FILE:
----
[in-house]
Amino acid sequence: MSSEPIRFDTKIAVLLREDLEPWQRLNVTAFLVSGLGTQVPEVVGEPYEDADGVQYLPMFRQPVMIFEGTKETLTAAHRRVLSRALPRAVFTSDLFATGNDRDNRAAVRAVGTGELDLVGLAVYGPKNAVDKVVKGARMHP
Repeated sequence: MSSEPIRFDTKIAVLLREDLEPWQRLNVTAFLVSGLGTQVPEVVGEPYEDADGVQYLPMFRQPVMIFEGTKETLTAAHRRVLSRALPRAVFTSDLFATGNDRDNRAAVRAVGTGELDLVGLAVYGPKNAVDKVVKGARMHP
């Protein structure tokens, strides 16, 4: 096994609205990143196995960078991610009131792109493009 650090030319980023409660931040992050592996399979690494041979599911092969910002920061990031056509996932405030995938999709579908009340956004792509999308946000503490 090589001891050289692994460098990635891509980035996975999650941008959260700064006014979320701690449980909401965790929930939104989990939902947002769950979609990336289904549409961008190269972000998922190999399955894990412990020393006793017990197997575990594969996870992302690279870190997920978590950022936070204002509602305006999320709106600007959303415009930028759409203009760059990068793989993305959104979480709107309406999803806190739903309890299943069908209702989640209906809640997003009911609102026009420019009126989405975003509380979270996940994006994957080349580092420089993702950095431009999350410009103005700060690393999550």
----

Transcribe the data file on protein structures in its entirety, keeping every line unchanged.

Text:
[in-house]
Amino acid sequence: MSSEPIRFDTKIAVLLREDLEPWQRLNVTAFLVSGLGTQVPEVVGEPYEDADGVQYLPMFRQPVMIFEGTKETLTAAHRRVLSRALPRAVFTSDLFATGNDRDNRAAVRAVGTGELDLVGLAVYGPKNAVDKVVKGARMHP
Repeated sequence: MSSEPIRFDTKIAVLLREDLEPWQRLNVTAFLVSGLGTQVPEVVGEPYEDADGVQYLPMFRQPVMIFEGTKETLTAAHRRVLSRALPRAVFTSDLFATGNDRDNRAAVRAVGTGELDLVGLAVYGPKNAVDKVVKGARMHP
């Protein structure tokens, strides 16, 4: 096994609205990143196995960078991610009131792109493009 650090030319980023409660931040992050592996399979690494041979599911092969910002920061990031056509996932405030995938999709579908009340956004792509999308946000503490 090589001891050289692994460098990635891509980035996975999650941008959260700064006014979320701690449980909401965790929930939104989990939902947002769950979609990336289904549409961008190269972000998922190999399955894990412990020393006793017990197997575990594969996870992302690279870190997920978590950022936070204002509602305006999320709106600007959303415009930028759409203009760059990068793989993305959104979480709107309406999803806190739903309890299943069908209702989640209906809640997003009911609102026009420019009126989405975003509380979270996940994006994957080349580092420089993702950095431009999350410009103005700060690393999550």